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NBA: Did Enes Kanter Call Out LeBron James Over His China Comments?

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Did Enes Kanter call out LeBron James over his China comments?

Over the past couple of weeks, the NBA has been wrapped up in controversy regarding Hong Kong and China. While everyone from team head coaches to commissioner Adam Silver has weighed in on the issue, everyone took notice when LeBron James sided with China over Rockets general manager Daryl Morey. Enes Kanter not only noticed but made his own statement.

Taking to Twitter Monday night, the Celtics center fired off several messages about the price of political freedom. The seemed to stand in direct response to James' comments.

LeBron James' controversial comments

https://www.youtube.com/watch?v=tyiHdRVQImM

While it's newsworthy anytime LeBron James speaks, the NBA star made major news before the Los Angeles Lakers' game against the Golden State Warriors. Rather than issuing a few bland cliches, he took aim at Morey.

“I don’t want to get into a [verbal] feud with Daryl Morey, but I believe he wasn’t educated on the situation at hand, and he spoke,” James told reporters. “And so many people could have been harmed not only financially, physically, emotionally, spiritually. So just be careful what we tweet and say, and we do, even though, yes, we do have freedom of speech, but there can be a lot of negative that comes with that, too.”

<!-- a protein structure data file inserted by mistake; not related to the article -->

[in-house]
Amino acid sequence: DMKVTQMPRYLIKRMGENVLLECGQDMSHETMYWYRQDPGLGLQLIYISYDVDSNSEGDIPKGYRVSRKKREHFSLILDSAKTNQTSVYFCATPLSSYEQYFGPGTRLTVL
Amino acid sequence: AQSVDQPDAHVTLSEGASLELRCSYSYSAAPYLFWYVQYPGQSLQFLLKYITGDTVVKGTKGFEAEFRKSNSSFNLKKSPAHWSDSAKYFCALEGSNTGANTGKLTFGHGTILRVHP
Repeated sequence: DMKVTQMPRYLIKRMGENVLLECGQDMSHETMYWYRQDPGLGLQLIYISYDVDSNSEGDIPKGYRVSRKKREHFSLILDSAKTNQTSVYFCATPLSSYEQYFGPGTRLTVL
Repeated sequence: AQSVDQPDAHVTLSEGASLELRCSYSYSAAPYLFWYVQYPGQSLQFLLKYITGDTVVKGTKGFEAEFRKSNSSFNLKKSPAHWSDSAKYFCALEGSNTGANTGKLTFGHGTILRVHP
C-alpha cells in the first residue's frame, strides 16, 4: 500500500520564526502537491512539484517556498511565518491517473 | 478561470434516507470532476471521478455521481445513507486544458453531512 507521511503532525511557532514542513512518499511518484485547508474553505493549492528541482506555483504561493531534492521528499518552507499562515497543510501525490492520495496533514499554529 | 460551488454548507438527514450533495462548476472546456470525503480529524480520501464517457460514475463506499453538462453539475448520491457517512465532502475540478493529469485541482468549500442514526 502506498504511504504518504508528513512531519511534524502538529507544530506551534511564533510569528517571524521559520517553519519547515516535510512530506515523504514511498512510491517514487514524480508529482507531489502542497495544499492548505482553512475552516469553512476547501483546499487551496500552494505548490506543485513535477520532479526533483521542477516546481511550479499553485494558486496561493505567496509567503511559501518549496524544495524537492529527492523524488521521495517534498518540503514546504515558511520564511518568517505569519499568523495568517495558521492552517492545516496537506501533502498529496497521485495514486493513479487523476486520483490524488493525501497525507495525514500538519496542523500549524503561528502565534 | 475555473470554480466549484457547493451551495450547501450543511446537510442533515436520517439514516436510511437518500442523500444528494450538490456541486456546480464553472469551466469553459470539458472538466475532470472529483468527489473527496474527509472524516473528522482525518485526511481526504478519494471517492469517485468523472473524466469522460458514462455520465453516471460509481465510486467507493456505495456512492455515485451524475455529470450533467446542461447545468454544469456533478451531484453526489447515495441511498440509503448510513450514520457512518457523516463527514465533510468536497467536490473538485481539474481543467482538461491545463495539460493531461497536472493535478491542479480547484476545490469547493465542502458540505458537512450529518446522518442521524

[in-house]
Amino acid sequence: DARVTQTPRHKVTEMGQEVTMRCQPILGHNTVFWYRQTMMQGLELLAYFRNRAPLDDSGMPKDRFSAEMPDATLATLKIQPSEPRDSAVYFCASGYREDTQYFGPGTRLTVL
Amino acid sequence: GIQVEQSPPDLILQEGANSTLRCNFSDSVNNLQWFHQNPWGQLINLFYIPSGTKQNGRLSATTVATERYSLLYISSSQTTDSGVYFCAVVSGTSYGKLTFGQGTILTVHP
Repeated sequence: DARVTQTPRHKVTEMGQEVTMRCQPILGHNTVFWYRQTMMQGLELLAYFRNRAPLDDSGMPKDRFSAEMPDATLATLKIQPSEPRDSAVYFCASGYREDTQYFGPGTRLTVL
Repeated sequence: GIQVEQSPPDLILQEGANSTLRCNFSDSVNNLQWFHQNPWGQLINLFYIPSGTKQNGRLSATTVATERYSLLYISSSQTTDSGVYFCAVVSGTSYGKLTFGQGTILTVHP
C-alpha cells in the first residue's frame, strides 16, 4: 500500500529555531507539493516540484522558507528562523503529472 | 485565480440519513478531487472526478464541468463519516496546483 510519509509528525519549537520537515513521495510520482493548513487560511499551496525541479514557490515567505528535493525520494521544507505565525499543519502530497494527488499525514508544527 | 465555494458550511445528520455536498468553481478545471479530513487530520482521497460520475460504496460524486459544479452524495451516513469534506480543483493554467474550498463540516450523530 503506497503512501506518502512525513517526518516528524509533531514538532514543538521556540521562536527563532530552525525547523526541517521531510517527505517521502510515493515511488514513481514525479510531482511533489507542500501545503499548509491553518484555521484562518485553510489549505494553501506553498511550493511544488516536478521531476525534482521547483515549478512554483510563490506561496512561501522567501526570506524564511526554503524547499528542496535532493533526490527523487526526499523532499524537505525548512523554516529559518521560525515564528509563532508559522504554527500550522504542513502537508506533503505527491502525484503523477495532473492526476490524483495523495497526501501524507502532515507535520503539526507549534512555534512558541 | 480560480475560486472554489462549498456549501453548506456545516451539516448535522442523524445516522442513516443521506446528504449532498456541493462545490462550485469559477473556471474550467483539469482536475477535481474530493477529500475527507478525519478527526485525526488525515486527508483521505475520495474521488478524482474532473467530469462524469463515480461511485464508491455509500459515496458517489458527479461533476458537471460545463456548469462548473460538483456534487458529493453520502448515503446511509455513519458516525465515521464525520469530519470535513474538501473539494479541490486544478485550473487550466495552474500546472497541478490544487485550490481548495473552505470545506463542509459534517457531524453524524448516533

While James tried to backtrack on Twitter, he was met with a social media firestorm. Many fans accused him of protecting his own business interests over standing up for what's right; one NBA player, however, chimed in, too.

Enes Kanter takes to Twitter

Boston Celtics center Enes Kanter is never shy about sharing his opinion about any topic. On Monday night, he took to Twitter, apparently to express his disappointment with LeBron James.

After tweeting “Wow dude!” with a face-palming emoji, Kanter simply said “SMH,” and a nauseous emoji. He would then fire off a longer, more verbose tweet, indirectly explaining his feelings on the matter.

Kanter, who is a Turkish national, listed the series of challenges that he and his family have faced for their opposition to President Recep Tayyip Erdoğan. He concluded the tweet by simply reminding his followers that “FREEDOM IS NOT FREE.” While he never directly mentioned LeBron James or China, his message was clear: personal profit should never come before standing up for human rights.

Kanter's political activism

As he alluded to in his tweet, Kanter has a history of political activism. He's been an outspoken critic of Erdoğan, even calling him “the Hitler of our century.” Unsurprisingly, that has made him and his family the target of various pro-Turkey forces.

The center has, among other issues, had problems traveling with his Turkish passport, before it was ultimately canceled. Turkey also issued a warrant for his arrest, accusing Kanter of being part of a terrorist group. Those factors have caused him to remain in the United States, refusing to play games in Canada or Europe due to safety concerns.